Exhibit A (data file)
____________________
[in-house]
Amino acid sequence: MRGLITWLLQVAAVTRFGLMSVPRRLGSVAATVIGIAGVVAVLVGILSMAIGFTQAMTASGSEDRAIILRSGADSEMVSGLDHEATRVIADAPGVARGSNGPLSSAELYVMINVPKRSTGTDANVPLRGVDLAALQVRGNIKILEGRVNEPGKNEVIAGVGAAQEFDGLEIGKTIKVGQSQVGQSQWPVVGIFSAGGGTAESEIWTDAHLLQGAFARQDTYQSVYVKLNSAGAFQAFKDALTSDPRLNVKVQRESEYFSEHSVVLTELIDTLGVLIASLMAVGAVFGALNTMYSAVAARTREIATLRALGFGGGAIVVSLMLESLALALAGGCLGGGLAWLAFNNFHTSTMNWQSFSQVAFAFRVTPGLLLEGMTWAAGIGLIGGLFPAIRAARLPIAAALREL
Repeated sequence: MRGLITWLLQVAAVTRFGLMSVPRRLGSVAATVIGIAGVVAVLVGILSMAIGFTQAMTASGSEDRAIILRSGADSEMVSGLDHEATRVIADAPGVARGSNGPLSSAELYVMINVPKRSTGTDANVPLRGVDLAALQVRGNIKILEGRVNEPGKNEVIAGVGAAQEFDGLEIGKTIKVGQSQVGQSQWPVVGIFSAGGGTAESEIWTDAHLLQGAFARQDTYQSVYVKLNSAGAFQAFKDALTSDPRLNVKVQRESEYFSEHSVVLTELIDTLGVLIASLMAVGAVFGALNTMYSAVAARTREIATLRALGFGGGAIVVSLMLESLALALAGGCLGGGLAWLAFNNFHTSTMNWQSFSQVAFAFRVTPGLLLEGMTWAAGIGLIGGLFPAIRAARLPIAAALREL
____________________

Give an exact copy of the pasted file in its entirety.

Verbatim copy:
[in-house]
Amino acid sequence: MRGLITWLLQVAAVTRFGLMSVPRRLGSVAATVIGIAGVVAVLVGILSMAIGFTQAMTASGSEDRAIILRSGADSEMVSGLDHEATRVIADAPGVARGSNGPLSSAELYVMINVPKRSTGTDANVPLRGVDLAALQVRGNIKILEGRVNEPGKNEVIAGVGAAQEFDGLEIGKTIKVGQSQVGQSQWPVVGIFSAGGGTAESEIWTDAHLLQGAFARQDTYQSVYVKLNSAGAFQAFKDALTSDPRLNVKVQRESEYFSEHSVVLTELIDTLGVLIASLMAVGAVFGALNTMYSAVAARTREIATLRALGFGGGAIVVSLMLESLALALAGGCLGGGLAWLAFNNFHTSTMNWQSFSQVAFAFRVTPGLLLEGMTWAAGIGLIGGLFPAIRAARLPIAAALREL
Repeated sequence: MRGLITWLLQVAAVTRFGLMSVPRRLGSVAATVIGIAGVVAVLVGILSMAIGFTQAMTASGSEDRAIILRSGADSEMVSGLDHEATRVIADAPGVARGSNGPLSSAELYVMINVPKRSTGTDANVPLRGVDLAALQVRGNIKILEGRVNEPGKNEVIAGVGAAQEFDGLEIGKTIKVGQSQVGQSQWPVVGIFSAGGGTAESEIWTDAHLLQGAFARQDTYQSVYVKLNSAGAFQAFKDALTSDPRLNVKVQRESEYFSEHSVVLTELIDTLGVLIASLMAVGAVFGALNTMYSAVAARTREIATLRALGFGGGAIVVSLMLESLALALAGGCLGGGLAWLAFNNFHTSTMNWQSFSQVAFAFRVTPGLLLEGMTWAAGIGLIGGLFPAIRAARLPIAAALREL